22 Jul TDHS farewells long-serving board member Josh McKenzie
One of Timboon and District Healthcare Service’s (TDHS) longest serving board members, Josh McKenzie, has ended his tenure with a heartfelt community message.
“In the ever-increasing world of globalisation and this notion that ‘doing things bigger is doing them better’, we should expect challenges to come for our health service,” he said.
“We need to protect our partnerships, we need to keep partnering for the right reasons and that is our consumer outcomes and our quality of care – not our finances.
“At the core of everything we do – if we have people at heart, we can’t go wrong and TDHS will continue to bat above its average for many, many years to come.”
Mr McKenzie was 29 when he was convinced to join the Board of Directors at Timboon and District Healthcare Service (TDHS). He remained on the board 16 years and was the most recent past chair before handing the reins to Maryanne Puli Vogels in 2017.
In 2017, the Department of Health and Human Services introduced a nine-year maximum tenure on Victorian hospital boards. At the request of Ms Puli Vogels, the Government agreed to two extensions that allowed Mr McKenzie to stay until June 30 this year.
“Josh has been a shining light for the community and was involved in every TDHS committee and was our board chair,” Ms Puli Vogels said.
“We were fortunate to have held onto Josh for so long. The department thankfully saw the value of Josh’s history with TDHS and allowed two extensions.
“He has been in so many roles and continues to mentor others. He is an active member of many other committees and we are grateful he has devoted so much time to represent the community on the TDHS Board. I have personally experienced his support and mentoring firsthand as I transitioned to board chair in 2017.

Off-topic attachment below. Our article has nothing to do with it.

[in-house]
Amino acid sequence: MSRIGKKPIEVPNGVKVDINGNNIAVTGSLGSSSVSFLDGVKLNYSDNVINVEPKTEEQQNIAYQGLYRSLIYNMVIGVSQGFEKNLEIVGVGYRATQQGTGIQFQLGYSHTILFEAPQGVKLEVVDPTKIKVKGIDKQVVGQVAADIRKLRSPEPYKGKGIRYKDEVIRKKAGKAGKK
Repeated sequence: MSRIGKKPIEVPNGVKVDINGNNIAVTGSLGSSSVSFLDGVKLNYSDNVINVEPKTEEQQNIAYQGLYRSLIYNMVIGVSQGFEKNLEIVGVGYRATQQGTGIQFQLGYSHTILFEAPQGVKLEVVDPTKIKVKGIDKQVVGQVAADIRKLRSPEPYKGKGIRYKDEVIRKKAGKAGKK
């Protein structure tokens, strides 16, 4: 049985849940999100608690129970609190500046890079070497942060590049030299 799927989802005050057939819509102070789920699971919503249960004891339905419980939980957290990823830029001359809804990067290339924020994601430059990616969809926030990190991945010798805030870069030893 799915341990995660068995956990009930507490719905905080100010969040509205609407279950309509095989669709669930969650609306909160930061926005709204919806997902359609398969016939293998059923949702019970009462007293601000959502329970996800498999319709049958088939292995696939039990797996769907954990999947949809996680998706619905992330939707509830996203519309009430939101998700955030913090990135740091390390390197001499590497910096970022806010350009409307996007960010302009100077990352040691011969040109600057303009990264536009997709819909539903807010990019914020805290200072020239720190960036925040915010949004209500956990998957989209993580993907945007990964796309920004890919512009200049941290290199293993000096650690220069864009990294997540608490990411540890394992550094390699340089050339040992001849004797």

“Josh, we are extremely grateful for your dedication and commitment. Thank you from all of us at TDHS – the board, staff and community.”
Mr McKenzie, a chemical engineer and the current general manager at Lochard Energy’s Iona gas plant, said his former teacher Michael Broomhall instigated his time on the board.
“Our families knew each other well and at the time recruitment was all word of mouth. He gave me a cold call…I’d never considered it, or even thought of it for that matter.
“I was working at Glaxo Smith Kline in Port Fairy at the time. Michael was vice president at TDHS, Richard McVilly was chair…there was a lot of wisdom, care and compassion in that group (pictured below) and I suppose I fitted in being a bit younger and heavily tied to the region.”
Mr McKenzie said he thought it would be one term, but the involvement got into his blood, the challenges became personal and he found himself heavily invested.
“I grew up being treated for every cut and bump at the Timboon hospital and two of my kids were born there. Their services are so critical to this region,” he said.
“For me, our ability to flex depending on community needs is a wonderful part of being one of only seven Multi Purpose Services in Victoria. It’s a model we must protect for our community because it works so well for us and to change it would be inappropriate.
“We don’t know what’s around the corner…I don’t think we’ll ever feel like our future is set in stone, so if I could ask one thing it would be for everyone to use the wonderful services at TDHS as much as possible and benefit from all the hard work done to have them.”
Mr McKenzie said GP attraction and retention had always been an issue of concern during his 16 years on the board and he was proud the organisation had moved with the times.
“I think things like mental health have dramatically changed what organisations like TDHS need to offer. All allied health for that matter has been about servicing current community needs, whether that’s speech, dietitians, social work, physios, dental or any number of other current priorities and that’s something we can be very proud of,” he said.
“Our professionalism is much better now, our relationships with the Government and departments are significantly better, especially now with Bek (chief executive officer Rebecca Van Wollingen) and I think our governance in terms of strategic work is spot on.